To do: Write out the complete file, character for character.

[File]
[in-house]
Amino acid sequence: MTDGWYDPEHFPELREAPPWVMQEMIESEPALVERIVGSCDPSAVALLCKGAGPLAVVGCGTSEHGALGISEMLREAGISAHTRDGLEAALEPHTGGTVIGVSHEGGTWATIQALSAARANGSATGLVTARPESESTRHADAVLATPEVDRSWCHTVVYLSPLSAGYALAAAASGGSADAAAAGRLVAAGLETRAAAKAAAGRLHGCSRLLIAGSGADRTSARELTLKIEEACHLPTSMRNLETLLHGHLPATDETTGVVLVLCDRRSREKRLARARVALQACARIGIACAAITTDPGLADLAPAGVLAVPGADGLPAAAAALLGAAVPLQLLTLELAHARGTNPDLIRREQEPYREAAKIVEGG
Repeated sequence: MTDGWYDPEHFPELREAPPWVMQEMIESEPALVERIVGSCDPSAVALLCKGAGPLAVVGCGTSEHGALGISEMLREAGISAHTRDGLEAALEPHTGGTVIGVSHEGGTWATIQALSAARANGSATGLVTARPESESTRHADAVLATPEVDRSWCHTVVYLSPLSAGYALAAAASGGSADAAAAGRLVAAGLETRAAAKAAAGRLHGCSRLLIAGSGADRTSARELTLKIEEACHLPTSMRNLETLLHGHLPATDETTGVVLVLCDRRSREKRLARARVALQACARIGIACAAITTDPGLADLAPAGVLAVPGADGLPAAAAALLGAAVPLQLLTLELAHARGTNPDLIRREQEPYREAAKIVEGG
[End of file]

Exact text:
[in-house]
Amino acid sequence: MTDGWYDPEHFPELREAPPWVMQEMIESEPALVERIVGSCDPSAVALLCKGAGPLAVVGCGTSEHGALGISEMLREAGISAHTRDGLEAALEPHTGGTVIGVSHEGGTWATIQALSAARANGSATGLVTARPESESTRHADAVLATPEVDRSWCHTVVYLSPLSAGYALAAAASGGSADAAAAGRLVAAGLETRAAAKAAAGRLHGCSRLLIAGSGADRTSARELTLKIEEACHLPTSMRNLETLLHGHLPATDETTGVVLVLCDRRSREKRLARARVALQACARIGIACAAITTDPGLADLAPAGVLAVPGADGLPAAAAALLGAAVPLQLLTLELAHARGTNPDLIRREQEPYREAAKIVEGG
Repeated sequence: MTDGWYDPEHFPELREAPPWVMQEMIESEPALVERIVGSCDPSAVALLCKGAGPLAVVGCGTSEHGALGISEMLREAGISAHTRDGLEAALEPHTGGTVIGVSHEGGTWATIQALSAARANGSATGLVTARPESESTRHADAVLATPEVDRSWCHTVVYLSPLSAGYALAAAASGGSADAAAAGRLVAAGLETRAAAKAAAGRLHGCSRLLIAGSGADRTSARELTLKIEEACHLPTSMRNLETLLHGHLPATDETTGVVLVLCDRRSREKRLARARVALQACARIGIACAAITTDPGLADLAPAGVLAVPGADGLPAAAAALLGAAVPLQLLTLELAHARGTNPDLIRREQEPYREAAKIVEGG